It may be fairly presumed, that the most valuable discoveries in science have originated either in conjecture, or in what is termed chance. By submitting to the test of experimental scrutiny conjectures on subjects not absolutely capable of being confirmed by actual experiment, important discoveries may be effected and philosophical truths established: thus the mind of Newton, reasoning from analogy, suggested the combustible nature of the diamond; and thus au observant eye, viewing one particular phenomenon, may bo led to determine the precise nature or cause of some other phenemena connected therewith, which had puzzled the most renowned philosophers of the age. An almost insurmountable obstacle to the advance of philosophical inquiry has heretofore been raised by that implicit deference which is usually paid to the authority of great names. Thus the phlogistic theory of Stahl maintained its ascendency for more than fifty years, although abounding with the most palpable contradictions; for it was received and supported by the most eminent chemists of Europe, But science was then in the hands of the few learned; it is now spreading through the ranks of the inquiring many; and these, it is to be hoped, while they respect the authority of great names, will never henceforward take that for granted, which can by any means be submitted to the scrutiny of scientific experiment. It is to such scrutiny,—liberal, because scientific,—that I submit any conjectures which I may advance in opposition to received opinions and accredited theories.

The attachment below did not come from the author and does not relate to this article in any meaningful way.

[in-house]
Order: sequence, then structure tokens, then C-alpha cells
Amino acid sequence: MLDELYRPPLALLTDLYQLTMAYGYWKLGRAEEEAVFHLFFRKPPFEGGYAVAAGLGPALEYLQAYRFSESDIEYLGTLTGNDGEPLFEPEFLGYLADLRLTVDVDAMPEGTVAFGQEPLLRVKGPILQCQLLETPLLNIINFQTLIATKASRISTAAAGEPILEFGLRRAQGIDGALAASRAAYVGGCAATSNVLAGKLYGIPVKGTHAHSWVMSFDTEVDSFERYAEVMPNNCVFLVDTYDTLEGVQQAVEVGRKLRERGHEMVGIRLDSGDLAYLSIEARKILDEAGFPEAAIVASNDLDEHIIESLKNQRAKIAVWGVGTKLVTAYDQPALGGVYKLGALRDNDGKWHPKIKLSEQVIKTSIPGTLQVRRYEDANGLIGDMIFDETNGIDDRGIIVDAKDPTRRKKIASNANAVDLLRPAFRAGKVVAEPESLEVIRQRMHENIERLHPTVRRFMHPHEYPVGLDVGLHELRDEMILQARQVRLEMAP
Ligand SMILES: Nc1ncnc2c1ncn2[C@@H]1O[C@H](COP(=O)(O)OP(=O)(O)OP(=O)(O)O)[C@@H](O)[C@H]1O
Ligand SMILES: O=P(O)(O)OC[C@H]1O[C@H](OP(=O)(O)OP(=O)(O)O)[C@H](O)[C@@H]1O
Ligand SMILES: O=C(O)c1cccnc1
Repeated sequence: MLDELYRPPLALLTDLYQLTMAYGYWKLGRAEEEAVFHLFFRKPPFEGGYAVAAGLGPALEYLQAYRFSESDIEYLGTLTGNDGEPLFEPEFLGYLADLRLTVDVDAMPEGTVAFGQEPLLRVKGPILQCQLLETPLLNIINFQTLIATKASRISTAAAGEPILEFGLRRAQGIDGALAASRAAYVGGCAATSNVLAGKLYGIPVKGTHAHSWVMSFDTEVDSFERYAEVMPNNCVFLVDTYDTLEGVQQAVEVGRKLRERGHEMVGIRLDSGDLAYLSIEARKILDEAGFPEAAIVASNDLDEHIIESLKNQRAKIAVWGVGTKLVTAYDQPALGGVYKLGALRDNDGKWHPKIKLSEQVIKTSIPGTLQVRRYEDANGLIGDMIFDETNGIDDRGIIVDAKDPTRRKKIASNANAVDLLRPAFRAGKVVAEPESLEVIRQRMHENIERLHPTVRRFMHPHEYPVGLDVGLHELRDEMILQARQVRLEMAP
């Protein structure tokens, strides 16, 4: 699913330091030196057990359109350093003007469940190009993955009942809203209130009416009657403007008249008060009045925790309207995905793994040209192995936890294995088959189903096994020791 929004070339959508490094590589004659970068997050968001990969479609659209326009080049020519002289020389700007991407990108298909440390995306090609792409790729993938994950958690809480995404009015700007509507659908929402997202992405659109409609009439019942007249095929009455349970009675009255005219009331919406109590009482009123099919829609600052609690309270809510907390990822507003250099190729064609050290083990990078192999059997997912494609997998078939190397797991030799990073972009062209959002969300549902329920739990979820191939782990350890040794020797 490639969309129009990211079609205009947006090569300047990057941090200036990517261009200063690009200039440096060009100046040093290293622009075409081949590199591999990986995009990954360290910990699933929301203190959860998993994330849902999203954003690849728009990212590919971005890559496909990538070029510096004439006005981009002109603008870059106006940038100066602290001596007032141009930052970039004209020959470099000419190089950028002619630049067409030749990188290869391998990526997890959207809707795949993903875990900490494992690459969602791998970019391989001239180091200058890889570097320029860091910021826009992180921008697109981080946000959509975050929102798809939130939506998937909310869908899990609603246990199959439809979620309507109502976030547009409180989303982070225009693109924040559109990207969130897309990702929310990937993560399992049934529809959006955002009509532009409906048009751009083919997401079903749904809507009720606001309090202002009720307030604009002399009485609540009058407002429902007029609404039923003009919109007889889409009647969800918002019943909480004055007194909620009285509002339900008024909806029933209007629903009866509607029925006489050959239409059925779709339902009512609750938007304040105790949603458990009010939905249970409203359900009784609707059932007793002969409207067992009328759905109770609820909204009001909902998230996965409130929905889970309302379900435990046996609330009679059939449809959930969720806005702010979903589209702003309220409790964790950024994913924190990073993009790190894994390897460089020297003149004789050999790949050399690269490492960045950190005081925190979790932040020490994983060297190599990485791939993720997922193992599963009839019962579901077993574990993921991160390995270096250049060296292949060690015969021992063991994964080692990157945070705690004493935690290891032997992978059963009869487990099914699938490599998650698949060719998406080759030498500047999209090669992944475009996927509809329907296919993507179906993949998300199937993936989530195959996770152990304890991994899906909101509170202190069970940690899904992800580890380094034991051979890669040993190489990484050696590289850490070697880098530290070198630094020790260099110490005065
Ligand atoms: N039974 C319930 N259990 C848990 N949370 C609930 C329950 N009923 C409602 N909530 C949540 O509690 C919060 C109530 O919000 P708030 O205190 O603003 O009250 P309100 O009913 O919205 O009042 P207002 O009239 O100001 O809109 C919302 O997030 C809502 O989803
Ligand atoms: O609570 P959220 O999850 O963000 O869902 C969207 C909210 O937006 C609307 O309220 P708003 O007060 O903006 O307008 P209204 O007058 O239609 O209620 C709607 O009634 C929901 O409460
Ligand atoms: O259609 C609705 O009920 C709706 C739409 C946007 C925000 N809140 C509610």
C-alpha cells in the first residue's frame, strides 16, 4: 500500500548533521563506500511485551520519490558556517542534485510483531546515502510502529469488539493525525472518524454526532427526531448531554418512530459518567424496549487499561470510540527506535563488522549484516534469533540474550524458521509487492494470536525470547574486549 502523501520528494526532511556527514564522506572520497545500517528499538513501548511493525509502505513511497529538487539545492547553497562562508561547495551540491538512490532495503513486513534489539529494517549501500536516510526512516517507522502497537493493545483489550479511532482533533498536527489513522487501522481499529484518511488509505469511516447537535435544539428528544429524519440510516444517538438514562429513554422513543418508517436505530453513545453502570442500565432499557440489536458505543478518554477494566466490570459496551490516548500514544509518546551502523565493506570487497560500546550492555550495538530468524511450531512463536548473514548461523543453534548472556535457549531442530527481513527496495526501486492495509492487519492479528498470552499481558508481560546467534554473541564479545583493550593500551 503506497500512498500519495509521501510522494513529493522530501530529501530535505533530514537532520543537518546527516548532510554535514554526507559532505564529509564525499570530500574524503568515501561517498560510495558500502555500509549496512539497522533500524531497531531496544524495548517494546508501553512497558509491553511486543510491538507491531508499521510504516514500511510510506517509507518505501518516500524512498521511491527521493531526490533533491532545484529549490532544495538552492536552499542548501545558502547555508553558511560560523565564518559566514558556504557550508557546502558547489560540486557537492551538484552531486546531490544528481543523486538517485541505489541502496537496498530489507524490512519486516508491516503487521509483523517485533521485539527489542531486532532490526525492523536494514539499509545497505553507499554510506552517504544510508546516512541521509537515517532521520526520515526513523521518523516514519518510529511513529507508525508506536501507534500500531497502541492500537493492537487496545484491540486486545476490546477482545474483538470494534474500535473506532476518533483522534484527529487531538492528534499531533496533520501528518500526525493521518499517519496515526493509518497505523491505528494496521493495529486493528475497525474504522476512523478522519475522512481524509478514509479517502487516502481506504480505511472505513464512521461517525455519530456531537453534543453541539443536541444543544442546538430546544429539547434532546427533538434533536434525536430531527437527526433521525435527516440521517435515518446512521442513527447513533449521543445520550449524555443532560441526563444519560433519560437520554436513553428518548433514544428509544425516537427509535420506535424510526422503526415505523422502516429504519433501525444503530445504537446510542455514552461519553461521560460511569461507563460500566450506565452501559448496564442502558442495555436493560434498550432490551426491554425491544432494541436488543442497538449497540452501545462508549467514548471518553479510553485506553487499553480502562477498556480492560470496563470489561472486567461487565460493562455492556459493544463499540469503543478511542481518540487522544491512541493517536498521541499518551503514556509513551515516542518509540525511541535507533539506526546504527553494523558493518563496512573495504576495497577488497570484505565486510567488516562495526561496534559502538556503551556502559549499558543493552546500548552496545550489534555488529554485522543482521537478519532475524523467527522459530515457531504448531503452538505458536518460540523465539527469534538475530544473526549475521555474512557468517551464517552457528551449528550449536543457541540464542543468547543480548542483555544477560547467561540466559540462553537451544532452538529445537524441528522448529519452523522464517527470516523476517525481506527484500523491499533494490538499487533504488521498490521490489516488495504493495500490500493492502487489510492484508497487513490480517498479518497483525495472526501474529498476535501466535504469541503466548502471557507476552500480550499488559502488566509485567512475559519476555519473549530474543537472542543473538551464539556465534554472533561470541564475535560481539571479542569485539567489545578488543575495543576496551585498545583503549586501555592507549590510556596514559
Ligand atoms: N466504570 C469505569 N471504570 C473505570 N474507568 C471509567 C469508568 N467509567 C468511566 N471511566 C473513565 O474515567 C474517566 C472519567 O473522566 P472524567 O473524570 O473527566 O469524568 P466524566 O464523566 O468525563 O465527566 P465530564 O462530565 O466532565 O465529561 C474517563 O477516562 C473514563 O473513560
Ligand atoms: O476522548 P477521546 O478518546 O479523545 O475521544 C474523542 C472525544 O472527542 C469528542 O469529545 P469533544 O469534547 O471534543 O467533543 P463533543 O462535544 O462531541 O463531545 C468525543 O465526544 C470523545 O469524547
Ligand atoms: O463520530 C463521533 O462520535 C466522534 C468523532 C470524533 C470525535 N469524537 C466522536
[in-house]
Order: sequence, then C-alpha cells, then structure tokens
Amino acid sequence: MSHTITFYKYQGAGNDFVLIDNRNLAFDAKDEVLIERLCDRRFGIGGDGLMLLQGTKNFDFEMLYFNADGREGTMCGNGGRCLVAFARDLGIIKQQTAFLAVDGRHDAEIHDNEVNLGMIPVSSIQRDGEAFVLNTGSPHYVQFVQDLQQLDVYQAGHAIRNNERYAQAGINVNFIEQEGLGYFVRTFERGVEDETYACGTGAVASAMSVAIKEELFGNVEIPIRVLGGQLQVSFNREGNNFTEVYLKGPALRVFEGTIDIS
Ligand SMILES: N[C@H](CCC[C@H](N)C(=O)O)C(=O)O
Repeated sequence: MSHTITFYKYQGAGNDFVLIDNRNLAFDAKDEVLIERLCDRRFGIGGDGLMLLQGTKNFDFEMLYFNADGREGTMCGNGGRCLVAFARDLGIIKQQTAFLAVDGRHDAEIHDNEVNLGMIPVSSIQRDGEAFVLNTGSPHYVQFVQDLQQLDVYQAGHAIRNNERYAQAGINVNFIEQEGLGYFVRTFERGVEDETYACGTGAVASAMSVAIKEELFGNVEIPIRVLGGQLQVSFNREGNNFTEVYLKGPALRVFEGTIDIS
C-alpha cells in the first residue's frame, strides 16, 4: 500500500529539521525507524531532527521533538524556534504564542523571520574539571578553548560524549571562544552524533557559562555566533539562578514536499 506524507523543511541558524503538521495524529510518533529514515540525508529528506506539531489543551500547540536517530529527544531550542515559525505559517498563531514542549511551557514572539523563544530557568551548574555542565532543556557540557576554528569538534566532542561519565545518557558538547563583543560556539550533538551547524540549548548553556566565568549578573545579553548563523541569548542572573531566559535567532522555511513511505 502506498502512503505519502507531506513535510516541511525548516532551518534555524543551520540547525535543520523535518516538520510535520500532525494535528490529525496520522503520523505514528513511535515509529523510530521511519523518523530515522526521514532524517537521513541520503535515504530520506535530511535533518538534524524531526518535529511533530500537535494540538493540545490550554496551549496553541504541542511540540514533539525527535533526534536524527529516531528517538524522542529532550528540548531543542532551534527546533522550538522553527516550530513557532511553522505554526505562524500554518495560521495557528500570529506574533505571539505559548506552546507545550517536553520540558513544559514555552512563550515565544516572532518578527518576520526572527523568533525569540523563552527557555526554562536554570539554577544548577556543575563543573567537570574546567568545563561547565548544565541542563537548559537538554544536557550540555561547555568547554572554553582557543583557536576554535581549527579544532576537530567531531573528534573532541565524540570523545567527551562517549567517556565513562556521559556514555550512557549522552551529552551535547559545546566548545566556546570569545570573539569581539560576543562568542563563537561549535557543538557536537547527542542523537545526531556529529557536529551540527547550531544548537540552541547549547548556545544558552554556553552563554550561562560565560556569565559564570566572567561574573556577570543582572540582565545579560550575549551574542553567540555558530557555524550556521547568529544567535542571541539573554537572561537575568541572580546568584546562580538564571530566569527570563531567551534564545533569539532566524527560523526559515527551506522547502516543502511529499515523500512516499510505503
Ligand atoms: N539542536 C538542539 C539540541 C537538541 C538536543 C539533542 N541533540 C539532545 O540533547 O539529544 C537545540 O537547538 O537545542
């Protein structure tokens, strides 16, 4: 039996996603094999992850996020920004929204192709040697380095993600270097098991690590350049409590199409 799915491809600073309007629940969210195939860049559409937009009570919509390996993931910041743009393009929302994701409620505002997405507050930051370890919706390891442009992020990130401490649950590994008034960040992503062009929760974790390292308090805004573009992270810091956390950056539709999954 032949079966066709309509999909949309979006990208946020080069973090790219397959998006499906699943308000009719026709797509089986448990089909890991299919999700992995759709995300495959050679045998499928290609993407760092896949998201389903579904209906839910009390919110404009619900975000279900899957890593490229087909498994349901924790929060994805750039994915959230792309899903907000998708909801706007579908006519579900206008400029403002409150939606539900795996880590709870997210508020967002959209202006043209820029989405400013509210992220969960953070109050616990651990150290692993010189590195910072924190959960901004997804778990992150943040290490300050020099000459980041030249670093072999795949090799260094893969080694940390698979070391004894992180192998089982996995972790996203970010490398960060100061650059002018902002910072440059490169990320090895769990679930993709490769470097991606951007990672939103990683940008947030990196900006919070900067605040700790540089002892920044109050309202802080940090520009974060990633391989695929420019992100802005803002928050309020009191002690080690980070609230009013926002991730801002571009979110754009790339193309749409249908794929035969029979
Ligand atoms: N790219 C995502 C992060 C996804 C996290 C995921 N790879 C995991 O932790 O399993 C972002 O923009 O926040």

M. Compound nature ofwater.—About the year 1781, the discovery of the decomposable nature of water was detailed in the Memo ires of the French Academy: who the discoverer really was, has been contested, and it is still doubtful. Dr. Priestley, there is reason to believe, first effected the decomposition of water; but the appreciation of the real and determinate nature of the discovery is usually ascribed to Mr. Cavendish.